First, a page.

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The amplitude-integrated EEG (aEEG)in the early prediction of outcome in the very preterm newborn


Natalucci, Giancarlo. The amplitude-integrated EEG (aEEG)in the early prediction of outcome in the very preterm newborn. 2014, University of Zurich, Faculty of Medicine.

Abstract

Amplitude-integrated electroencephalogram (aEEG) is a readily available and practical tool for the assessment of time-compressed electroencephalogram (EEG) trend at the bedside. Its interpretation and its learnability are considerably easier compared to those of conventional EEG. For those reasons, aEEG is now a daily part of clinical surveillance for continuous brain function monitoring of critically ill patients in some neonatal intensive care units (NICU). Another reason for the growing interest in this tool for electrophysiological measures is explained by the fact that continuous brain function monitoring early after birth may represent the possibility to early assess the neurological integrity of the newborn and thus, to early select patient needing neuroprotective intervention and to predict outcome. This has been largely demonstrated for the asphyxiated full-term, but not in similar extent for the preterm newborn, whose aEEG background pattern differs sensibly from that of the full-term newborn. Early detection of newborns at particular risk for cerebral injury and further neurodevelopmental disability (ND) still represents one of the major challenges of preterm medical care. At bedside, the aEEG assessment focuses theoretically on the amplitude variations of the raw EEG, and practically on the recognition of the dominant background pattern of activity, the presence and maturational aspect of cycling activity and the presence of seizure activity. Pathological changes in the aEGG tracing are characterized by a depression of the background pattern, a lack or an inadequate maturation of the cycling activity, and the occurrence of seizures. Today, clinicians increasingly use aEEG also in preterms, an ever-growing NICU patient population at high risk for cerebral injury and thus ND. Recent studies showed that changes in the aEEG pattern are associated with poor outcome in the preterm newborns. However, it still remains to be elucidated how and under which conditions aEEG tracing evolves during the very early life period in this patient population, especially in unstable health condition.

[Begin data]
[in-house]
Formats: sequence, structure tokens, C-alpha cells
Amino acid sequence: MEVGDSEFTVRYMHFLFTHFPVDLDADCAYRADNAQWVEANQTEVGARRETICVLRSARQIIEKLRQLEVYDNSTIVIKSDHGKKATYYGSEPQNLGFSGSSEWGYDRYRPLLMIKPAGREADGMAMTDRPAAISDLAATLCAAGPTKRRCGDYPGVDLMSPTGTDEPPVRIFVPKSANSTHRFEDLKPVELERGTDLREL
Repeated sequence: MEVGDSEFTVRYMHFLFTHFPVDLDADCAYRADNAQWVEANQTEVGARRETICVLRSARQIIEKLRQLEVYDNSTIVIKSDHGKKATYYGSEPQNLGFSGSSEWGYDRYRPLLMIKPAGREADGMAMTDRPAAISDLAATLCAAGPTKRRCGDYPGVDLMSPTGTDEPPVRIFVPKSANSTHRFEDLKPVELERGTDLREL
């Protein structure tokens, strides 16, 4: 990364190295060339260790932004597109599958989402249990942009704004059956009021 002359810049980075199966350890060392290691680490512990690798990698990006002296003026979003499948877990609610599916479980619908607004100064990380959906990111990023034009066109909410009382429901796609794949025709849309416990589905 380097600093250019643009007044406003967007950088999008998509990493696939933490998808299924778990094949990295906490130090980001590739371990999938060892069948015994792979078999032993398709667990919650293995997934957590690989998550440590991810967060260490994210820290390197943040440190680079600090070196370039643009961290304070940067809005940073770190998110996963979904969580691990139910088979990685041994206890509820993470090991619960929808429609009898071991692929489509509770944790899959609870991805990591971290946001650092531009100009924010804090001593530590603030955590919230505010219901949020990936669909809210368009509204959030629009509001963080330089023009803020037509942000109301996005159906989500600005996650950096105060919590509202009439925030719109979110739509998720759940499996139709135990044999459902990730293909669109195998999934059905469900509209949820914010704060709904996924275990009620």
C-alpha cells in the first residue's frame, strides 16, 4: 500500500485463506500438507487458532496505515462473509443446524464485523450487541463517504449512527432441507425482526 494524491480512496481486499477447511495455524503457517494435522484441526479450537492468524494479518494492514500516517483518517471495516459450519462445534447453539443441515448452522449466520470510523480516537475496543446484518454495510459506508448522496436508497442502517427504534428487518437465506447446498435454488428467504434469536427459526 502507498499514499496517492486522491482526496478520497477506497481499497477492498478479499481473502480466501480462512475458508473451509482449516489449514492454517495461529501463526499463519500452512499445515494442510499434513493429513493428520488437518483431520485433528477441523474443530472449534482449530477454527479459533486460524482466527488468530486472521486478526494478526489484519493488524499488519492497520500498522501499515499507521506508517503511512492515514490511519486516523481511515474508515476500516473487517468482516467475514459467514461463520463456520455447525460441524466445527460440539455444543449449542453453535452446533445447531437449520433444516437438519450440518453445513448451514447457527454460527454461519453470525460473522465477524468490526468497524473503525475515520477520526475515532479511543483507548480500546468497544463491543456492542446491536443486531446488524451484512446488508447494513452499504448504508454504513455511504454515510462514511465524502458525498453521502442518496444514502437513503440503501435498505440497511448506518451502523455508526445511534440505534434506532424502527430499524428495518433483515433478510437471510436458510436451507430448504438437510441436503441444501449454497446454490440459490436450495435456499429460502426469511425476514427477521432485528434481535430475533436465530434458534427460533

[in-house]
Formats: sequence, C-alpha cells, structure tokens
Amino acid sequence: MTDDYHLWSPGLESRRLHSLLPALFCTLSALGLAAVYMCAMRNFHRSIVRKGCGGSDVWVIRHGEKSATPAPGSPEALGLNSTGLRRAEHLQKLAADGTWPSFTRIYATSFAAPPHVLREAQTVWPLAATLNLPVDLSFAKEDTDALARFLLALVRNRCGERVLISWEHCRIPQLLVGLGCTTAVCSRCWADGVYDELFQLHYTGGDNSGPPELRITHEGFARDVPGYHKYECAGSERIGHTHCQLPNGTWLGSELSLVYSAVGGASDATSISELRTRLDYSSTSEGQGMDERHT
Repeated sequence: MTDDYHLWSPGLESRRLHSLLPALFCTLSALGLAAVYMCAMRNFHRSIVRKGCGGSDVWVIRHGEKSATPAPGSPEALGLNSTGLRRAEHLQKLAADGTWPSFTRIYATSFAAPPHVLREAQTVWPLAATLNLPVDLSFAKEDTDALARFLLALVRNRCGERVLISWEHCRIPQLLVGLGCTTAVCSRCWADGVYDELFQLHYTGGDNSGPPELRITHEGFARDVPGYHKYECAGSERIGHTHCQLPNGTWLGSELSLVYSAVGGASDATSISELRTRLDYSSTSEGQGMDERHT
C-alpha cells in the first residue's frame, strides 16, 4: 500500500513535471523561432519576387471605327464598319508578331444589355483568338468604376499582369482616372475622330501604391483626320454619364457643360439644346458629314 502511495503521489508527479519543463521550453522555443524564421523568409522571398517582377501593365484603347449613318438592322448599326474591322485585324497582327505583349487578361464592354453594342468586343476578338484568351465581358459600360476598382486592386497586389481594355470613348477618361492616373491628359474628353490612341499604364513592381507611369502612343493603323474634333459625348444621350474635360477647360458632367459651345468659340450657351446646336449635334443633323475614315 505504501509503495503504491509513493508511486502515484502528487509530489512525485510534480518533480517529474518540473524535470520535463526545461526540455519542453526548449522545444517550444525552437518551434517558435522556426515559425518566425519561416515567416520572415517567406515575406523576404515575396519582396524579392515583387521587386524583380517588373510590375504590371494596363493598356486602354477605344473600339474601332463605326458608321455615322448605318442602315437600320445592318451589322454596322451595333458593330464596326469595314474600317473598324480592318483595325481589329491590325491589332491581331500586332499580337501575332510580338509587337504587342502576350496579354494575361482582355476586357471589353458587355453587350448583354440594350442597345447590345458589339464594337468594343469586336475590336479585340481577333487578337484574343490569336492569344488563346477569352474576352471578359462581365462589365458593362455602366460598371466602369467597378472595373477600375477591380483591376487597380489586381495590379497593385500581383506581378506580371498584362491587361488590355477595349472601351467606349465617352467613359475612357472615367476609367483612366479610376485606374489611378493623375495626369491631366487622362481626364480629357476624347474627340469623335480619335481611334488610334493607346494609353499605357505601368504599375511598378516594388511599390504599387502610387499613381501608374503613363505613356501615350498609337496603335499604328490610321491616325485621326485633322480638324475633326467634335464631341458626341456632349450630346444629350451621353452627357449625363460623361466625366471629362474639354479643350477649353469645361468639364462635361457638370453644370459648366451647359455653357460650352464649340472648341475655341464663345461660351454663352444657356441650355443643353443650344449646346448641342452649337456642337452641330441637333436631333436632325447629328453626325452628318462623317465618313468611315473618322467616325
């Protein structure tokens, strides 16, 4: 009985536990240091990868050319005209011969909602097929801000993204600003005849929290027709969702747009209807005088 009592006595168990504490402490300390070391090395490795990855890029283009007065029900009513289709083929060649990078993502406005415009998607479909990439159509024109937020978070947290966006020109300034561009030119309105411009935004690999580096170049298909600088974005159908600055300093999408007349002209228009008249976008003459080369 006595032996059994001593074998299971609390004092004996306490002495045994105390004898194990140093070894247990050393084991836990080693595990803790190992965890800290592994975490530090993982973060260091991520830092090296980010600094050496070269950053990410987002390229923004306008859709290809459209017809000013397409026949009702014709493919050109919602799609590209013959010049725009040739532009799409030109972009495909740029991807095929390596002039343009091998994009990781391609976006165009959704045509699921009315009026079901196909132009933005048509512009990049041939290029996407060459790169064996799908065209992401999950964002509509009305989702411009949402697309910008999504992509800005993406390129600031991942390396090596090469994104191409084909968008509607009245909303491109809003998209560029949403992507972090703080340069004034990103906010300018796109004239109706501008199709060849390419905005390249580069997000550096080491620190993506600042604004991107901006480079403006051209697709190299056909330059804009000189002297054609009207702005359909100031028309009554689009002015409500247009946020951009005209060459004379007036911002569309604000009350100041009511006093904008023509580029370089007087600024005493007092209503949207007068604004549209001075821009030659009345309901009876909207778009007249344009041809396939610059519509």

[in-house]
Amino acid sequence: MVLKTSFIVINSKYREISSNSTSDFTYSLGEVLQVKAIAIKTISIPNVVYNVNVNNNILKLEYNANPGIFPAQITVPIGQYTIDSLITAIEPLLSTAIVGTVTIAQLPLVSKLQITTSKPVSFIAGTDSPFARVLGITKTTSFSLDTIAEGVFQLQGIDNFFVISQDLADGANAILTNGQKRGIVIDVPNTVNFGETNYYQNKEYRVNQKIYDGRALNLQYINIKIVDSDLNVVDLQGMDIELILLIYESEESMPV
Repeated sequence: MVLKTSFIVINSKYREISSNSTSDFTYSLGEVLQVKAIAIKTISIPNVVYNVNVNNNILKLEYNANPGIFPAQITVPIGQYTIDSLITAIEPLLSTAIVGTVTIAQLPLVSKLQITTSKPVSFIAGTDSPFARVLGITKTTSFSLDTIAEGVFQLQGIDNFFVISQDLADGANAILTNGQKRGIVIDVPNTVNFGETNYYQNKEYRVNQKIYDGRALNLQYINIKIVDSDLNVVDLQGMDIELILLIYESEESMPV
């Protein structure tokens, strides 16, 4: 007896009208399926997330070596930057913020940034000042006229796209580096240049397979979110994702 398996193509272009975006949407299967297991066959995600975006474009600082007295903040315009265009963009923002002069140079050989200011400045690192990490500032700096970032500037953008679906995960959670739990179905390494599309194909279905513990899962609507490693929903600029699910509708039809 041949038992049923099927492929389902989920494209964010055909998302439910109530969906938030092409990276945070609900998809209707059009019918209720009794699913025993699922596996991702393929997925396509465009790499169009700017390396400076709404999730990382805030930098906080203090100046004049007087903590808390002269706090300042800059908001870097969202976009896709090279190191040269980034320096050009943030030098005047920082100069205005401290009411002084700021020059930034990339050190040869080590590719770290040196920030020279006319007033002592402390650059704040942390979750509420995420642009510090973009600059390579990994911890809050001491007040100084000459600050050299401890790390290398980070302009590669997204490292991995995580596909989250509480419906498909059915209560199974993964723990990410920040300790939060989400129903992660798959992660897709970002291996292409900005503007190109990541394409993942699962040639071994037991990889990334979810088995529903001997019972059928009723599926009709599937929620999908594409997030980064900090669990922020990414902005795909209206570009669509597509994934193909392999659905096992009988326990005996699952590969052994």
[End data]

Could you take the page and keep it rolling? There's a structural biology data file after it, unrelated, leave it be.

Although the subject of the present work is the aEEG, this thesis firstly discusses recent data on the outcome of preterm infants born in Switzerland, in order to bring this population of patients into the reader’s focus and to define the consequences of prematurity. Thanks to a solid collaboration between perinatal and follow up centres and an established follow up program in Switzerland we are now able to better analyse representative data concerning the development of preterm newborns on a national level. Swiss outcome data of 2 years old former extremely preterms show that, although more than a third of infants still suffer from moderate or severe ND, the rate of survival without major neurologic sequelae has increased significantly over the last decade, while the mortality rate decreased. Interestingly, while neonatal mortality is predominantly dependent on gestational age, birth weight and antenatal corticosteroids, the outcome at two years of age in children surviving the neonatal period is best predicted by neonatal morbidities like, among others, major brain lesions. There is concern whether prematurity and ND affect late outcome. We provided data on quality of life of former extremely low birth weight preterms at young adulthood born in Switzerland in the early 1980s, showing overall satisfactory results though some observable differences between preterms and community norms.